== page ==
Capt. Kim Whang Whan met a band of insurgents in Kim Wha district on the 5th and had a sharp engagement. The insurgens lost heavily and the remainder were dispersed. The captain caught three men and executed them in the public street.

No Chil Sung of Kwang Ju, formerly of Seoul, had a lottery establishment here on the broad street. Last year the Government prohibited he lottery in the city and so No went to Kwang Ju and became a farmer. A few days ago, three Seoul men went down to his place and arrested him ostensibly by order of the Commissioner of Police. While making the arrest, they looted his house. They then brought him to Seoul and, leaving him in the street near the pagoda, made off. No went to the Police Headquarters and found that no order had been issued for his arrest. He lodged a complaint and two of the culprits have been caught.

300 Japanese soldiers arrived in Seoul a few days ago to relieve the guard who will start for Japan today. They are 800 in number and have been here for two years.

Saturday afternoon the Japanese residents of Chin Ko Kai gave a farewell reception to the Japanese army officers and soldiers who are leaving. Minister Komura, Consul Uchida and other prominent officials made speeches and the Colonel made a reply. At the end the whole assembly gave three cheers for the Emperor of Japan.

To the Editor of the Independent: Dear Sir,   Since last February the courts of Seoul have refused to take up and adjudicate cases involving business relations. I would call the attention of the authorities to the fact that the refusal to entertain such cases has caused much inconvenience amont the people as there is no way to adjust such matters according to law. I voice the sentiment of the peopl in expressing the hope that the courts of law will soon be open to any and every case that is brought before them. Yours respectfully, Kim Yun Po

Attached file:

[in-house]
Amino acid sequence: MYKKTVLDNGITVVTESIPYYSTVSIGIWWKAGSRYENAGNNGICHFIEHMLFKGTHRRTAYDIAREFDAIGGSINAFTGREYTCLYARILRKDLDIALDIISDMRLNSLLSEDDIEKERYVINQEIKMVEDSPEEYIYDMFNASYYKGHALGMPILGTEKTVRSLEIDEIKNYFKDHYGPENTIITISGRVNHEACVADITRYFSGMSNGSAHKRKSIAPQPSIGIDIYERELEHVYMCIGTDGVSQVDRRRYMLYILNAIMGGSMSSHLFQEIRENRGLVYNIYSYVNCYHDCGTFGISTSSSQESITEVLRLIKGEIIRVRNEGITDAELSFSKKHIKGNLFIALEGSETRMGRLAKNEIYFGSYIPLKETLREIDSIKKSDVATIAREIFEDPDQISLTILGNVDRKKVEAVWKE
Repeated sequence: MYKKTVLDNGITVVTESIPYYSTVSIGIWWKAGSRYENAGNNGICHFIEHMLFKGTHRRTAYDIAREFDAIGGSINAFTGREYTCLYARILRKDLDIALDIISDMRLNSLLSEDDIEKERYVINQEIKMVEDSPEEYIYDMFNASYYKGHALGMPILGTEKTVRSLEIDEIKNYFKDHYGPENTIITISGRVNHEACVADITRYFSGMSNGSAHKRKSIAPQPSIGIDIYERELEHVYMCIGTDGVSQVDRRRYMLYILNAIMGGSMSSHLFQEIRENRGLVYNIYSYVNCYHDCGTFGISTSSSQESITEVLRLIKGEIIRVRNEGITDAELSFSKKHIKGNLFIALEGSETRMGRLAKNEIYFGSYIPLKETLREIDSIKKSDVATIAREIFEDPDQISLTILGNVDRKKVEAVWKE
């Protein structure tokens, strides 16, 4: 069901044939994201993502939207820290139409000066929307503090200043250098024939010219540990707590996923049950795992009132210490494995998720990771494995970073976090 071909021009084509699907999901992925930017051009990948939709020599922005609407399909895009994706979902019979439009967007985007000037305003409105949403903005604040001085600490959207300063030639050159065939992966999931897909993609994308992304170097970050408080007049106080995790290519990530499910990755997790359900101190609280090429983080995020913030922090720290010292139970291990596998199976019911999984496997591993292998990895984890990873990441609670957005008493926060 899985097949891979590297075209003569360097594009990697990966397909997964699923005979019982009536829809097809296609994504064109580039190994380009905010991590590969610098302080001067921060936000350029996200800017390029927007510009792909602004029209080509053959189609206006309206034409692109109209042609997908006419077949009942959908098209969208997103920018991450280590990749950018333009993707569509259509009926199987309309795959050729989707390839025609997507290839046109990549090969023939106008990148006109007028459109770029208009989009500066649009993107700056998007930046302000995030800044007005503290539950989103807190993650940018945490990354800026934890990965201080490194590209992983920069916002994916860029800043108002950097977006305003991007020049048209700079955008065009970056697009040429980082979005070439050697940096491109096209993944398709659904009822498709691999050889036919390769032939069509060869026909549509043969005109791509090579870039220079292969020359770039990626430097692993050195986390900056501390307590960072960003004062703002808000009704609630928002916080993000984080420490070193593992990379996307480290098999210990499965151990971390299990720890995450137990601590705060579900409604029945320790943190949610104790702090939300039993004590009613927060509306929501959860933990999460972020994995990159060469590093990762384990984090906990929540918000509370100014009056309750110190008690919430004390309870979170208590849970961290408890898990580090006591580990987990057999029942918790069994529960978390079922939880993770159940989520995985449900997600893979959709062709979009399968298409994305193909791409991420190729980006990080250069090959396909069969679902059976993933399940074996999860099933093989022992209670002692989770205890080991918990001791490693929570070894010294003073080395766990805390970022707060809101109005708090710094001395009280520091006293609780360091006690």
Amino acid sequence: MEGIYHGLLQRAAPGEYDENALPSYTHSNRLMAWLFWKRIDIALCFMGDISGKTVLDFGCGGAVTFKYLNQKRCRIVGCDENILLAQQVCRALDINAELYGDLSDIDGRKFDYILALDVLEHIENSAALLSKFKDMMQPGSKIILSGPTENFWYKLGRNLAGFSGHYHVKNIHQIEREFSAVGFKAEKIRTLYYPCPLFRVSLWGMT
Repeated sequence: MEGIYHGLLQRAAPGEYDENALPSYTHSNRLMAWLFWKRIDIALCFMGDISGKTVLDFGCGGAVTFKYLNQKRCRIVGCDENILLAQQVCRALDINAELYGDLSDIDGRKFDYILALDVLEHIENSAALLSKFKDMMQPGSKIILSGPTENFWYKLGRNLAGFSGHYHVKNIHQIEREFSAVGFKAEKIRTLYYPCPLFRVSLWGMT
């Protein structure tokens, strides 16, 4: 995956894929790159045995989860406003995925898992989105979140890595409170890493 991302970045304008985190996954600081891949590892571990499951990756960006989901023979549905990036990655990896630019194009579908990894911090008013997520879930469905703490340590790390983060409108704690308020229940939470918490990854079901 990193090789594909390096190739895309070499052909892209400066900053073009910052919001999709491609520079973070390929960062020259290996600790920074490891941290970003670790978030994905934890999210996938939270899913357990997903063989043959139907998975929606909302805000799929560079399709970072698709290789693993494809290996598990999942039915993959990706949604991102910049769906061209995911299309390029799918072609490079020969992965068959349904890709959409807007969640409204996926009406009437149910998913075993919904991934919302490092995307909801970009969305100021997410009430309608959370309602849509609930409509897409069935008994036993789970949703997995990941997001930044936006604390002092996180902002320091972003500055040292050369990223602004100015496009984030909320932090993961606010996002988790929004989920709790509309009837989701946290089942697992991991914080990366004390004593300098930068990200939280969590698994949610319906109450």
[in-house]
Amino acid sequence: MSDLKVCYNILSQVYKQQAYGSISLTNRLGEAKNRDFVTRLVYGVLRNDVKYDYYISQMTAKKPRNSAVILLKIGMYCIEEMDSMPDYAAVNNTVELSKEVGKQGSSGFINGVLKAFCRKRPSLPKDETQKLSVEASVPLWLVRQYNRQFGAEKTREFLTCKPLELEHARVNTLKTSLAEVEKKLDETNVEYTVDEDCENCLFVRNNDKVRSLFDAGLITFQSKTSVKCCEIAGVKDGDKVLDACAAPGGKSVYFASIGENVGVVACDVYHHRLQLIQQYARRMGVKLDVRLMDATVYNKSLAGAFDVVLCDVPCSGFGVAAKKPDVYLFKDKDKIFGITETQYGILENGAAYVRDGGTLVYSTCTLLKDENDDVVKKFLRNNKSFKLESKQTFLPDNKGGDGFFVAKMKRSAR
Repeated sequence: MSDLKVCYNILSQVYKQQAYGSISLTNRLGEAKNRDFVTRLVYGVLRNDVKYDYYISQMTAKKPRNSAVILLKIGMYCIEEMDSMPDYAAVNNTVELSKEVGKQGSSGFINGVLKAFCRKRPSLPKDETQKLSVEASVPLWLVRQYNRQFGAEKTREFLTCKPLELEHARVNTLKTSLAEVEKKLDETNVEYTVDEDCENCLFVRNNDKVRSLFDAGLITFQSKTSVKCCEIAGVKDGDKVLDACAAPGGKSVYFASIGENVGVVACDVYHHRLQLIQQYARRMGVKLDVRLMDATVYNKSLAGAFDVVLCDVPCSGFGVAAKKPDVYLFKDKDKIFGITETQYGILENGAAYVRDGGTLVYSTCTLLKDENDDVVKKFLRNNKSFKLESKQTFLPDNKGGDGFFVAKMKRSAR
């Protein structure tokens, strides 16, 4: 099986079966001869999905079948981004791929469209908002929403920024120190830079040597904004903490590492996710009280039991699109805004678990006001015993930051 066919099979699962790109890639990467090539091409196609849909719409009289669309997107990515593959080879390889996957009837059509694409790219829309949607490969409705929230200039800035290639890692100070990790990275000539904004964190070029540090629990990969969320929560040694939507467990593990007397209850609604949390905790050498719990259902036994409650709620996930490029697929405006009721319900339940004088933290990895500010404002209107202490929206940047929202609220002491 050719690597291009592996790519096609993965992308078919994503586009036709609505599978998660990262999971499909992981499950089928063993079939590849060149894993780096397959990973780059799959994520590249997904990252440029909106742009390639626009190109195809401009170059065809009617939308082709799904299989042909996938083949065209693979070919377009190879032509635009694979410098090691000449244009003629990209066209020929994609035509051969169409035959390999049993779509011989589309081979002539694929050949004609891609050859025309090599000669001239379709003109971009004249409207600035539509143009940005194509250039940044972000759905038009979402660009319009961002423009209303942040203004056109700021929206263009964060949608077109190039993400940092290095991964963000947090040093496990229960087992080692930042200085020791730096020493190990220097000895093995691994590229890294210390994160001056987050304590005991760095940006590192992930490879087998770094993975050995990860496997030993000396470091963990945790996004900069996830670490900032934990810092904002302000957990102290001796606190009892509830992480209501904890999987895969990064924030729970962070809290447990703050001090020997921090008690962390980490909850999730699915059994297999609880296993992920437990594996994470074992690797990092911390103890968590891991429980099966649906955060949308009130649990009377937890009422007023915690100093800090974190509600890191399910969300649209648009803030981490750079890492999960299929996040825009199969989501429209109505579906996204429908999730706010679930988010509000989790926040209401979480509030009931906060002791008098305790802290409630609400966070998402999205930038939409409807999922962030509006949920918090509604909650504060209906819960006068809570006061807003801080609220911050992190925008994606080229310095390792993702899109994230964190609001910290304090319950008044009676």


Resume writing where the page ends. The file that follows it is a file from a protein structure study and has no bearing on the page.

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Trailers for New Korean Movies opening Feb. 23

20th February 2012

There are a lot of new movies coming the theaters this week–14 to be precise. Of them, two are listed as Korean films. The first trailer shown below is for the movie Angel’s Breath directed by and stars Han Ji-won and co-features Kim Yeong-seon. It is the story of a young man who dreams of becoming famous as a star, but has little ability and no idea how to go about making his dream a reality. His mother works hard to support and encourage him, but more often than not has to bail him out of trouble.

The second Korean movie is actually a Korean/Canadian co-produced animation Bolts and Blip. Apparently it is a movie based on a television series, but I know nothing about it. The trailer is English below.

The other 12 movies that are coming to theaters are listed according to region. From Asia we have the animated Legend of a Rabbit (ch), Nintama (jp), Naruto (jp) and The Last Chushingura. From Europe, Amelie (fr), Womb (fr), Turin Horse (hungary), and Iron Lady (uk). And from North America, Underground 4 (us), Big Miracle (us), Man on a Ledge (us) and Nitro (ca)

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Korean Box Office: Feb. 17-19

20th February 2012


It was a tough call as to which movie would take the highest rank in this weekend’s box office charts and the result, when looking at percentages, was a virtual tie. However, when counting tickets sold over the weekend, Howling managed to beat back the former number one movie, Nameless Gangster, taking over the top spot.  That was not the only percentage-war that took place this weekend. The fight for the number four and five spots was also very close with just 2,000 tickets sold separating the two films, the Icelandic animation Thor and the US film The Grey